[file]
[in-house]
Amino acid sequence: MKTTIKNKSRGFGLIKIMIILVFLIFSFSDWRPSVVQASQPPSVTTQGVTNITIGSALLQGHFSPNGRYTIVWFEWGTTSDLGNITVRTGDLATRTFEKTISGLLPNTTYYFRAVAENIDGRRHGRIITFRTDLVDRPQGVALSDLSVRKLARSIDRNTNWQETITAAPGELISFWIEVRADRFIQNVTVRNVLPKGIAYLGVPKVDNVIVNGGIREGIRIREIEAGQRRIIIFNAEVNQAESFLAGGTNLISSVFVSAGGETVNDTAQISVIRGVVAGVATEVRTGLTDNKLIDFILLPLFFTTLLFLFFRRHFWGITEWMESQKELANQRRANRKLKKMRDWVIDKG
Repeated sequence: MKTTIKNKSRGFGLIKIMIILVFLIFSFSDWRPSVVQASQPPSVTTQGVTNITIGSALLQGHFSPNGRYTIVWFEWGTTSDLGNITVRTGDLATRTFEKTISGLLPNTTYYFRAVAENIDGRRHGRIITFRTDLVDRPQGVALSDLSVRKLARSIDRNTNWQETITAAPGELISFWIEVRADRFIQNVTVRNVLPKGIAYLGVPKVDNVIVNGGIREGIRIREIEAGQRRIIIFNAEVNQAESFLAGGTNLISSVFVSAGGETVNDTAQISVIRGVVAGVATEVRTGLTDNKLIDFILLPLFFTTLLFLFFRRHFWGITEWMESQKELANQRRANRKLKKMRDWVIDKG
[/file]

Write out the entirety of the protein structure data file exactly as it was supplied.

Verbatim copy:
[in-house]
Amino acid sequence: MKTTIKNKSRGFGLIKIMIILVFLIFSFSDWRPSVVQASQPPSVTTQGVTNITIGSALLQGHFSPNGRYTIVWFEWGTTSDLGNITVRTGDLATRTFEKTISGLLPNTTYYFRAVAENIDGRRHGRIITFRTDLVDRPQGVALSDLSVRKLARSIDRNTNWQETITAAPGELISFWIEVRADRFIQNVTVRNVLPKGIAYLGVPKVDNVIVNGGIREGIRIREIEAGQRRIIIFNAEVNQAESFLAGGTNLISSVFVSAGGETVNDTAQISVIRGVVAGVATEVRTGLTDNKLIDFILLPLFFTTLLFLFFRRHFWGITEWMESQKELANQRRANRKLKKMRDWVIDKG
Repeated sequence: MKTTIKNKSRGFGLIKIMIILVFLIFSFSDWRPSVVQASQPPSVTTQGVTNITIGSALLQGHFSPNGRYTIVWFEWGTTSDLGNITVRTGDLATRTFEKTISGLLPNTTYYFRAVAENIDGRRHGRIITFRTDLVDRPQGVALSDLSVRKLARSIDRNTNWQETITAAPGELISFWIEVRADRFIQNVTVRNVLPKGIAYLGVPKVDNVIVNGGIREGIRIREIEAGQRRIIIFNAEVNQAESFLAGGTNLISSVFVSAGGETVNDTAQISVIRGVVAGVATEVRTGLTDNKLIDFILLPLFFTTLLFLFFRRHFWGITEWMESQKELANQRRANRKLKKMRDWVIDKG